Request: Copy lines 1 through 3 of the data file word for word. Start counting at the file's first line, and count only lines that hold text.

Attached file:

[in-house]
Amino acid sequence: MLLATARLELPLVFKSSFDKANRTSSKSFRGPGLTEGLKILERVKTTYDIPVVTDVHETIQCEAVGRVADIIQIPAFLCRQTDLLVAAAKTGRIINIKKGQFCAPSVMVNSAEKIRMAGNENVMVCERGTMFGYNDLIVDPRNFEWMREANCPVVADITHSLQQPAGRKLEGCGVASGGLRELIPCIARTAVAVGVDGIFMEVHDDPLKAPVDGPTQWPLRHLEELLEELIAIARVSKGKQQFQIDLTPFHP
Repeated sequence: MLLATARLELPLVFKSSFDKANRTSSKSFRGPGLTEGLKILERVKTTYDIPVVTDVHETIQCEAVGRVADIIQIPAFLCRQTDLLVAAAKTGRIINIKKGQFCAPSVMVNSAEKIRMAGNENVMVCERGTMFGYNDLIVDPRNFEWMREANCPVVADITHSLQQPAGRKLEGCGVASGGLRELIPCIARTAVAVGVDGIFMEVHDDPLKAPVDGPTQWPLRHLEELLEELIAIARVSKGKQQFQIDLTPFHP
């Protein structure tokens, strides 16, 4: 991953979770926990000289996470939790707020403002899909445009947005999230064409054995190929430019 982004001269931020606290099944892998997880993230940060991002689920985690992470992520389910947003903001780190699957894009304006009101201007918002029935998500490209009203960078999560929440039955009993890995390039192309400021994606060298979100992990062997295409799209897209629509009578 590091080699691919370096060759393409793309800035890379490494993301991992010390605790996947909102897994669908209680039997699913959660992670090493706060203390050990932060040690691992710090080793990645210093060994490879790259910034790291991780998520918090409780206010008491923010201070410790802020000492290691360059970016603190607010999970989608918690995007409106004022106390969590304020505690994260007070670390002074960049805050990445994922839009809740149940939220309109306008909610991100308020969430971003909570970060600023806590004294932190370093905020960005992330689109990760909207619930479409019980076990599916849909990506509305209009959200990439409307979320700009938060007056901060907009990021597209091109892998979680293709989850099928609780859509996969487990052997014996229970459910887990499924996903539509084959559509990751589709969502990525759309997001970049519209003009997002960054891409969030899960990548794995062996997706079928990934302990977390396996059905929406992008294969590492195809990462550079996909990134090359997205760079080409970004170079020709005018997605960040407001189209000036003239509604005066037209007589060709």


[in-house]
Amino acid sequence: MLLATARLELPLVFKSSFDKANRTSSKSFRGPGLTEGLKILERVKTTYDIPVVTDVHETIQCEAVGRVADIIQIPAFLCRQTDLLVAAAKTGRIINIKKGQFCAPSVMVNSAEKIRMAGNENVMVCERGTMFGYNDLIVDPRNFEWMREANCPVVADITHSLQQPAGRKLEGCGVASGGLRELIPCIARTAVAVGVDGIFMEVHDDPLKAPVDGPTQWPLRHLEELLEELIAIARVSKGKQQFQIDLTPFHP
Repeated sequence: MLLATARLELPLVFKSSFDKANRTSSKSFRGPGLTEGLKILERVKTTYDIPVVTDVHETIQCEAVGRVADIIQIPAFLCRQTDLLVAAAKTGRIINIKKGQFCAPSVMVNSAEKIRMAGNENVMVCERGTMFGYNDLIVDPRNFEWMREANCPVVADITHSLQQPAGRKLEGCGVASGGLRELIPCIARTAVAVGVDGIFMEVHDDPLKAPVDGPTQWPLRHLEELLEELIAIARVSKGKQQFQIDLTPFHP